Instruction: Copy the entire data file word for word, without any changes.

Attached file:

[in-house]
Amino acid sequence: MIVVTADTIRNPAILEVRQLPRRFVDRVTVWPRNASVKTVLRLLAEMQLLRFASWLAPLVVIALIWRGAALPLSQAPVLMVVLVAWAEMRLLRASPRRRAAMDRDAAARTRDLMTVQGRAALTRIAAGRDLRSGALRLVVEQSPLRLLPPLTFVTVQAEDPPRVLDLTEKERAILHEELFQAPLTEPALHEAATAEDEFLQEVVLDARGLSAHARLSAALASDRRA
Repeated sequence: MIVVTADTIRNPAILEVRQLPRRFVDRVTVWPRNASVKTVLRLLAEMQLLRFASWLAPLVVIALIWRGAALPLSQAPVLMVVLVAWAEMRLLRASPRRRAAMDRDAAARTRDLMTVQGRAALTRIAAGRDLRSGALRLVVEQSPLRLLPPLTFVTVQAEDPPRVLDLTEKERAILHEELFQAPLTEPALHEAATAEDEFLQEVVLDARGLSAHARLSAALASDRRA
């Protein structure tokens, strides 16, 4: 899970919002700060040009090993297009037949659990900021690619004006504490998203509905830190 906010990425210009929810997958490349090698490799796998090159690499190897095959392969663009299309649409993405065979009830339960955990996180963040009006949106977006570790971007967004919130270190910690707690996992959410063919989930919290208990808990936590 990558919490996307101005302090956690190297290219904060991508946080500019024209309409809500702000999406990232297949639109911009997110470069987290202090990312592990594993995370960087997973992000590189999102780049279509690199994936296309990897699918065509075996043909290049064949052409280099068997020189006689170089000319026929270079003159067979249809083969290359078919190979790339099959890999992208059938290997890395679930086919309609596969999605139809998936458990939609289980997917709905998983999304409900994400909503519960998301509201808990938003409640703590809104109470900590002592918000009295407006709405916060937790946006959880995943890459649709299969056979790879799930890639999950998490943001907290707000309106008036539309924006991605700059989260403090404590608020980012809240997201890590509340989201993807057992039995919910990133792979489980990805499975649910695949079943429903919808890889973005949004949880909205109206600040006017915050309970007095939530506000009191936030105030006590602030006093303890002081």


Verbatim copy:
[in-house]
Amino acid sequence: MIVVTADTIRNPAILEVRQLPRRFVDRVTVWPRNASVKTVLRLLAEMQLLRFASWLAPLVVIALIWRGAALPLSQAPVLMVVLVAWAEMRLLRASPRRRAAMDRDAAARTRDLMTVQGRAALTRIAAGRDLRSGALRLVVEQSPLRLLPPLTFVTVQAEDPPRVLDLTEKERAILHEELFQAPLTEPALHEAATAEDEFLQEVVLDARGLSAHARLSAALASDRRA
Repeated sequence: MIVVTADTIRNPAILEVRQLPRRFVDRVTVWPRNASVKTVLRLLAEMQLLRFASWLAPLVVIALIWRGAALPLSQAPVLMVVLVAWAEMRLLRASPRRRAAMDRDAAARTRDLMTVQGRAALTRIAAGRDLRSGALRLVVEQSPLRLLPPLTFVTVQAEDPPRVLDLTEKERAILHEELFQAPLTEPALHEAATAEDEFLQEVVLDARGLSAHARLSAALASDRRA
């Protein structure tokens, strides 16, 4: 899970919002700060040009090993297009037949659990900021690619004006504490998203509905830190 906010990425210009929810997958490349090698490799796998090159690499190897095959392969663009299309649409993405065979009830339960955990996180963040009006949106977006570790971007967004919130270190910690707690996992959410063919989930919290208990808990936590 990558919490996307101005302090956690190297290219904060991508946080500019024209309409809500702000999406990232297949639109911009997110470069987290202090990312592990594993995370960087997973992000590189999102780049279509690199994936296309990897699918065509075996043909290049064949052409280099068997020189006689170089000319026929270079003159067979249809083969290359078919190979790339099959890999992208059938290997890395679930086919309609596969999605139809998936458990939609289980997917709905998983999304409900994400909503519960998301509201808990938003409640703590809104109470900590002592918000009295407006709405916060937790946006959880995943890459649709299969056979790879799930890639999950998490943001907290707000309106008036539309924006991605700059989260403090404590608020980012809240997201890590509340989201993807057992039995919910990133792979489980990805499975649910695949079943429903919808890889973005949004949880909205109206600040006017915050309970007095939530506000009191936030105030006590602030006093303890002081």